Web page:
USC Correctional Health, a Keck School of Medicine of USC program, won the 2016 Best in Category Achievement Award for Health from the National Association of Counties (NaCo). This is the second prestigious award for the program, which was recognized last year with a Los Angeles County Quality and Productivity Award.

The Keck School partnered with the Los Angeles County Department of Health Services and the Los Angeles County Sheriff’s Department to form the USC Correctional Health program in 2013. The program’s mission is to improve access to care for inmates while reducing overall health care costs.

“The program’s mission is to provide on-site clinic care and decrease emergency room utilization,” said Erick Eiting, MD, former medical director for USC Correctional Health. “In doing so, we provide better health for inmates long-term, and we save millions of dollars in health care costs.”

The initiative was a response to prison overcrowding from Assembly Bill 109, which placed new, non-violent, non-dangerous or non-sexual offenders in county jails to prevent overcrowding in state prisons. Because of the bill, county jails that originally accommodated inmates with short-term sentences were suddenly inundated with inmates staying three years or longer, often with chronic health conditions. As inmates’ health deteriorated due to lack of quality primary care, they were often sent directly to emergency care, which was both expensive and often insufficient since inmates were not receiving the proper specialty care.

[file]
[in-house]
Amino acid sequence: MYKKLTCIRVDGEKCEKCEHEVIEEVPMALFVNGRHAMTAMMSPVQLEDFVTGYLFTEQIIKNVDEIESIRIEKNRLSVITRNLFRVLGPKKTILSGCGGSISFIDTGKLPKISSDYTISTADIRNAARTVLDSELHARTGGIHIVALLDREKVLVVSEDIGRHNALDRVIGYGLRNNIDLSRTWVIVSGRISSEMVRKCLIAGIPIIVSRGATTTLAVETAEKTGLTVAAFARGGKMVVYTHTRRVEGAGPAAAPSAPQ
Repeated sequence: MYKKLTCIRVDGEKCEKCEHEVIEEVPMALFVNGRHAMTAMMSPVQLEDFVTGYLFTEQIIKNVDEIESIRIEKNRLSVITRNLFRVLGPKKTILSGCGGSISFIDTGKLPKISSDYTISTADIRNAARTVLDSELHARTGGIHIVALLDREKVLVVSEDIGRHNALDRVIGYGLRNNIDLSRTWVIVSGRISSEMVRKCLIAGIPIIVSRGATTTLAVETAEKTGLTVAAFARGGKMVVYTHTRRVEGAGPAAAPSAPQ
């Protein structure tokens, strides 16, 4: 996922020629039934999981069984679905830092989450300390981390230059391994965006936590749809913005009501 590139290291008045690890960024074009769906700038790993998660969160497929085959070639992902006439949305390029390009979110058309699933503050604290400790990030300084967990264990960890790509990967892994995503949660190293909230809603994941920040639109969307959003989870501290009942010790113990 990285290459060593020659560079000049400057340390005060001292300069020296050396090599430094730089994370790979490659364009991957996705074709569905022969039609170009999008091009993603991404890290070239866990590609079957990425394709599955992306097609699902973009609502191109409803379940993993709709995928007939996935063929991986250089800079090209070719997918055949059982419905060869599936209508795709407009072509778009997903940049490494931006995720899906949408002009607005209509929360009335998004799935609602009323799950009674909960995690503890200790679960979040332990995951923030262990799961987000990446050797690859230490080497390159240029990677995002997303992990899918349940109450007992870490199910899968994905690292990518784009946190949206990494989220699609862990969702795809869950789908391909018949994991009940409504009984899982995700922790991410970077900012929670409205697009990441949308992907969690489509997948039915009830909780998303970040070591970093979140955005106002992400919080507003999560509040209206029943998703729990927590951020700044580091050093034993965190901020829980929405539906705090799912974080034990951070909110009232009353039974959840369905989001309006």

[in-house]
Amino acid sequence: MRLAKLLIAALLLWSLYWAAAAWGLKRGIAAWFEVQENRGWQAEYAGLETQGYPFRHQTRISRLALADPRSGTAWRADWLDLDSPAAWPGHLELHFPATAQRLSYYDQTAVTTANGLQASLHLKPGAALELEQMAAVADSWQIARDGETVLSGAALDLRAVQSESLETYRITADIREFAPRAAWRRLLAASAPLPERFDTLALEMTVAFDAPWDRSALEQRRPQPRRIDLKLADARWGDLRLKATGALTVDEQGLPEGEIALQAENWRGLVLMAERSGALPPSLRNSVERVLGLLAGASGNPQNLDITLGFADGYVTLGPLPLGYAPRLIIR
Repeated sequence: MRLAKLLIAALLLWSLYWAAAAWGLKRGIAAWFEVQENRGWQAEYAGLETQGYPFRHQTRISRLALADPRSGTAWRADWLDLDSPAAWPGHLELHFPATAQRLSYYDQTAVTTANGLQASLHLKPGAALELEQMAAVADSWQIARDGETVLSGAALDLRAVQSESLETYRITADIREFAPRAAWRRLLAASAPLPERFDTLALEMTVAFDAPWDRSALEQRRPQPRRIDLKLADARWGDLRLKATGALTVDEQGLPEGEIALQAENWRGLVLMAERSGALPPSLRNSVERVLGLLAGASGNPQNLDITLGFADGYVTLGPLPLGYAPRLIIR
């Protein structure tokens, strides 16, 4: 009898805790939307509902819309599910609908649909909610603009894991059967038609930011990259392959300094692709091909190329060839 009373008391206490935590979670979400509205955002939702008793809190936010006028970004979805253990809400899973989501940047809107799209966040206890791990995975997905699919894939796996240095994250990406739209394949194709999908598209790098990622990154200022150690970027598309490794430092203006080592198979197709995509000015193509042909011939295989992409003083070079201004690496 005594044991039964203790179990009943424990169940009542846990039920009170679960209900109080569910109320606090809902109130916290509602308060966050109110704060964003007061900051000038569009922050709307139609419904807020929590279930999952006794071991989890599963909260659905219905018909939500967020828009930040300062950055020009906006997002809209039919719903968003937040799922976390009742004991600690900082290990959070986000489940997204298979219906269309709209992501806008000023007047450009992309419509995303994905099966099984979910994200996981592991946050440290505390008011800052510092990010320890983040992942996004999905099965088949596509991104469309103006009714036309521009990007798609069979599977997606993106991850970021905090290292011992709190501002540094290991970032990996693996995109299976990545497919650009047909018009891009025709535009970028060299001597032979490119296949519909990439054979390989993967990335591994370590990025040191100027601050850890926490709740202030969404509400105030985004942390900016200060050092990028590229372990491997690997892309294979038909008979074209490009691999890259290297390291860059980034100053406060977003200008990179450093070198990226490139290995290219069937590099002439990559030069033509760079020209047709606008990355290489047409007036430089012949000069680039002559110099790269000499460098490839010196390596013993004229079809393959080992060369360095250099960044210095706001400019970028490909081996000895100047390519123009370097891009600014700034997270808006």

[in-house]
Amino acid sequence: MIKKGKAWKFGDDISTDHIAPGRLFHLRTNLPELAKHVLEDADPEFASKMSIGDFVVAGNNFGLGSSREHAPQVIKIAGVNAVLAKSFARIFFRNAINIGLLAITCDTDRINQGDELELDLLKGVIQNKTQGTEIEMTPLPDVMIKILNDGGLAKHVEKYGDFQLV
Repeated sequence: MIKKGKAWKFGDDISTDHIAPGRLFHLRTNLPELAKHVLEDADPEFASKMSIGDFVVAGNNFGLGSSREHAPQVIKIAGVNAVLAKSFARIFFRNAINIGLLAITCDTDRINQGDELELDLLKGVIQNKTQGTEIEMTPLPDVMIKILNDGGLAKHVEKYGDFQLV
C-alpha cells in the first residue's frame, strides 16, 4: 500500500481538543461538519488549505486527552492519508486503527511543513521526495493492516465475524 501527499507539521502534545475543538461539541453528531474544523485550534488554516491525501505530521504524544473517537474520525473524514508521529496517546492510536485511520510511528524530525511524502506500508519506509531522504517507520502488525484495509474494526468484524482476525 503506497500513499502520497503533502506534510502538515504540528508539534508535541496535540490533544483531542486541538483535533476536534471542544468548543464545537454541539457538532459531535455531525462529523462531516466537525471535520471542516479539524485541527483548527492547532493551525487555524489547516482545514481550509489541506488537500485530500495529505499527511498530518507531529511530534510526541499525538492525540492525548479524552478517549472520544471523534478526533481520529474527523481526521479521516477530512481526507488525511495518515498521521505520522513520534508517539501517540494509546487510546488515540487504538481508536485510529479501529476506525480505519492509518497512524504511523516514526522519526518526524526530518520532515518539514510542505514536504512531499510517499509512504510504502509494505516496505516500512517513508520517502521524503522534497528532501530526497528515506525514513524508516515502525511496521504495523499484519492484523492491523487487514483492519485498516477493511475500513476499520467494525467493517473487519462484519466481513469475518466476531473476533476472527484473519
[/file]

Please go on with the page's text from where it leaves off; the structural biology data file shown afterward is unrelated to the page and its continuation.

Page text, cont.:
While Los Angeles County has its own primary care physicians, USC Correctional Health organized and continues to staff on-site urgent care covering each of the seven county jails and a comprehensive OB/GYN clinic at the women’s jail. By providing better preventive care and urgent care services, thus decreasing the number of trips to the emergency room, USC Correctional Health has saved Los Angeles County more than $4 million each year since its inception.

“The Keck School of Medicine is always exploring ways we can provide healthcare to underserved populations in Los Angeles County,” said Glenn Ault, MD, MSeD, senior associate dean for clinical administration at Keck School of Medicine and current medical director of USC Correctional Health. “This award is a testimony to the great work that we can do, especially in partnerships with other community organizations like the Los Angeles Department of Health Services and the Sheriff’s Department.”

Eiting accepted the award in a June ceremony in Long Beach, alongside Los Angeles County Sheriff Jim McDonnell and sheriff’s Capt. Kevin Kuykendall.

“Health care is a civil rights issue,” Eiting said. “We have improved access to care when people are at their most vulnerable.”

— Mary Dacuma